Richard James Havis reports
Rotterdam is making its presence felt in New York. The IFFR has come to an arrangement with the Brooklyn Academy Of Music – one of the city’s most prestigious arts organisations – for public screenings of the competitors for the VPRO Tiger Awards Competition. There will also be screenings for industry professionals and festival organisers. This Rotterdam@BAM program will take place in Brooklyn's BAMcinématek from 3 to 9 March.
“The Rotterdam festival was interested in establishing a stronger presence in the US,” explains BAMcinématek's Program Director Florence Almozini. “We met and discussed how we could collaborate. We felt that by combining our forces and strengths, we could create a strong programme to reach out to a new audience that wouldn’t otherwise have access to the festival.”
“We aim to make these great independent films accessible to a larger public,” continues Almozini. “We also want to create a market for industry and press folks who are not able to attend Rotterdam. Since it takes place between Sundance and Berlin, it is not always easy to fit in a visit to Rotterdam. We felt that, by bringing the Tiger selection to a great NY venue like BAM, we would be serving a purpose for the industry.”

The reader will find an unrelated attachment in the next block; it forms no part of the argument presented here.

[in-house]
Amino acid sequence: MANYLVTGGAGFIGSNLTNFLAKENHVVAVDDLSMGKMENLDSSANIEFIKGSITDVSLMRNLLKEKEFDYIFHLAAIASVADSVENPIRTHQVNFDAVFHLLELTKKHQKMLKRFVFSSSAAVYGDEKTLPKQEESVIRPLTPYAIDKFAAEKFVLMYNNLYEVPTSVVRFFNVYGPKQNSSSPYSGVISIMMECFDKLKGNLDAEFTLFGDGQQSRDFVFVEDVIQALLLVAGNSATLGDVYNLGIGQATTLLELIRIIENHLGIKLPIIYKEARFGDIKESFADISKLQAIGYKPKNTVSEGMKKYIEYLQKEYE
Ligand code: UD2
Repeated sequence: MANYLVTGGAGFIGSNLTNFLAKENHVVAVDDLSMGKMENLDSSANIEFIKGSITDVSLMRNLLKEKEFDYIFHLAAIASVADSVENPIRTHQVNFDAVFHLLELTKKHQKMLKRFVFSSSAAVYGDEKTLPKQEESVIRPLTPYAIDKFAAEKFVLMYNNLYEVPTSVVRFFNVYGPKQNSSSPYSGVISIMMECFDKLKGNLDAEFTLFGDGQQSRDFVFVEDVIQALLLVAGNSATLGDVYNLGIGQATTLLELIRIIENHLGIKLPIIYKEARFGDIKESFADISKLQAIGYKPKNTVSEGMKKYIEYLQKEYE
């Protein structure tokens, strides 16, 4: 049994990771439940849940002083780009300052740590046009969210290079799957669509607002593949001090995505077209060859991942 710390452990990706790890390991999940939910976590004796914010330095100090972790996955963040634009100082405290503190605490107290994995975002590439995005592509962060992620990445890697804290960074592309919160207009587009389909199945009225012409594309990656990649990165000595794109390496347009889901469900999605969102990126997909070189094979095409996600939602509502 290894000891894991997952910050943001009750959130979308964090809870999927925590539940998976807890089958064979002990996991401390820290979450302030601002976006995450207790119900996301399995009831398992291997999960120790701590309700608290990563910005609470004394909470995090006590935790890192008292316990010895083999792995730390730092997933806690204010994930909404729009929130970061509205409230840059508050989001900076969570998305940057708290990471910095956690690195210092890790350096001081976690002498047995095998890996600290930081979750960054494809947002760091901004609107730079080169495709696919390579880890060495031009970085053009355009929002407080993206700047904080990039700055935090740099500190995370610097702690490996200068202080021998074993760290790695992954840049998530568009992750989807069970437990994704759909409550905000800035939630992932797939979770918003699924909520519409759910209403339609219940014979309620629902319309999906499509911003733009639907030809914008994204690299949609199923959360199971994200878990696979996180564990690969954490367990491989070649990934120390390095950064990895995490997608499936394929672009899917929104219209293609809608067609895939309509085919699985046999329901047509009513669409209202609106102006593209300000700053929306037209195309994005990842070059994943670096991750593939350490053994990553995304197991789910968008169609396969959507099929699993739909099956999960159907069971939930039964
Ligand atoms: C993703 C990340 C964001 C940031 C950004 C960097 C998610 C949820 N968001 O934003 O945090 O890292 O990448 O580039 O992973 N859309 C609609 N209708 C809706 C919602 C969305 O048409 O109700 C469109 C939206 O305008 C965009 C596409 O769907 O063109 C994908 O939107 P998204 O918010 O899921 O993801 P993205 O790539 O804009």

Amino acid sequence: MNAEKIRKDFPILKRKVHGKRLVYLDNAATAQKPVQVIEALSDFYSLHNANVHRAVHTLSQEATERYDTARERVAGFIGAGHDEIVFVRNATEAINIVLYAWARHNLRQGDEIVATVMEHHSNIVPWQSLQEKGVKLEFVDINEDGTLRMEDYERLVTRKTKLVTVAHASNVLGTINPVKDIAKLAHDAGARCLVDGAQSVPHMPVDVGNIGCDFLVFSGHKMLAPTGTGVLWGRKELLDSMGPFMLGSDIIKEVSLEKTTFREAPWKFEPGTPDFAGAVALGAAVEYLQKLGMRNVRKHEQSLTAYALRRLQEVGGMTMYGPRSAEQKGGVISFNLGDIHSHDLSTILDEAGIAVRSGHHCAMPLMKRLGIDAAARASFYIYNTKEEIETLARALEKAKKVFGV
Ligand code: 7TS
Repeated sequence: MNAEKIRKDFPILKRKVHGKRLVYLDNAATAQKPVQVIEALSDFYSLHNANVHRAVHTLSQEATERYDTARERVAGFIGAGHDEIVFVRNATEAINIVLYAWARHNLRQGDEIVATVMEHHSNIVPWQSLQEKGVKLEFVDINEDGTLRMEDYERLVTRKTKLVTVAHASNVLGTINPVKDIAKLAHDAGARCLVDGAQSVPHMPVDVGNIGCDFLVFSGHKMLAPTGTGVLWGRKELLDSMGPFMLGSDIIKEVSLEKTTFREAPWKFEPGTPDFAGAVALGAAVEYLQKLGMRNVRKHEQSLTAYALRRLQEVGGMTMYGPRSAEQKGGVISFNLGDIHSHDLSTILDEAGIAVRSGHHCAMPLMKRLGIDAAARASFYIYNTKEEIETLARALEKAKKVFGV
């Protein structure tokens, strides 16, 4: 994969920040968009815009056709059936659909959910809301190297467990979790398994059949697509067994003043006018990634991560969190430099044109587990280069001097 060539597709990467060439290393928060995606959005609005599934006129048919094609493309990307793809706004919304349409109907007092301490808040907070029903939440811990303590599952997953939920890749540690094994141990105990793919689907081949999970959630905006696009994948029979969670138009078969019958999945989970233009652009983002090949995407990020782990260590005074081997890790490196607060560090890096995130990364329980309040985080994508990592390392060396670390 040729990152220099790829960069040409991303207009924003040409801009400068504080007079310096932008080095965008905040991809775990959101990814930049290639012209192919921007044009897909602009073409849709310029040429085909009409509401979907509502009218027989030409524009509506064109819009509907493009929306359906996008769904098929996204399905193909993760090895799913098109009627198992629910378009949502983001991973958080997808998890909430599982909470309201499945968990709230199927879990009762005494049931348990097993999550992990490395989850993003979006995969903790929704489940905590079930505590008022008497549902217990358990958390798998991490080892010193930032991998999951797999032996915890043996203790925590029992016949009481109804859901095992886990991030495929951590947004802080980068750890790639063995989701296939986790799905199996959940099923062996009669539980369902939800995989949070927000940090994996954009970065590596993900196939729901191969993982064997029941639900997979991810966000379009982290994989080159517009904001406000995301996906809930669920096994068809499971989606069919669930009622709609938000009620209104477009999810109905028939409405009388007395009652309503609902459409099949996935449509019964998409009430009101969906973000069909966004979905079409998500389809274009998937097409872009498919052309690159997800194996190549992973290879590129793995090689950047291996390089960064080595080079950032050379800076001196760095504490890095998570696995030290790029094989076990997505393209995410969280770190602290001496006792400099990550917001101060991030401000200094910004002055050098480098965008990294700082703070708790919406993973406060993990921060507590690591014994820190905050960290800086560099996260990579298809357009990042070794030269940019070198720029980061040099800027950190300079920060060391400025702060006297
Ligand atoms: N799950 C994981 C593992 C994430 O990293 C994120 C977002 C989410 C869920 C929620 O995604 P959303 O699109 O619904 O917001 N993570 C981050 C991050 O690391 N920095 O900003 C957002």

The thematic and geographical range of the VPRO Tiger competitors is something that will attract New Yorkers, Almozini thinks: “The Tigers have a strong focus on diversity and discovery. They are geographically diverse, and diverse in terms of genre and style. They are alternative, non-commercial films from uncompromising filmmakers. We have a really great audience for them here in Brooklyn. They are open-minded, ready to discover new horizons in cinema, and happy to take a chance on films they know nothing about. Our audience is extremely supportive, enthusiastic and grateful to have access to more than just the regular Hollywood fare.”
The press and industry screenings will showcase every film, says Almozini: “The P&I screenings will display the full breadth of the line-up. We’d love to get significant press coverage in mainstream New York outlets for a festival of Rotterdam’s stature, as the general American public is not aware of it. Also, from a distributor’s point of view, it’s very important to see how these films play stateside – it’s a different audience to Europe.”
Foreign-language films are a low priority for US distributors in the current economic climate. “Festivals like Rotterdam and arthouse repertory venues like BAM are quickly becoming the only places for the general public to have access to independent cinema on the big screen,” says Almozini. “We need to keep fighting the good fight!”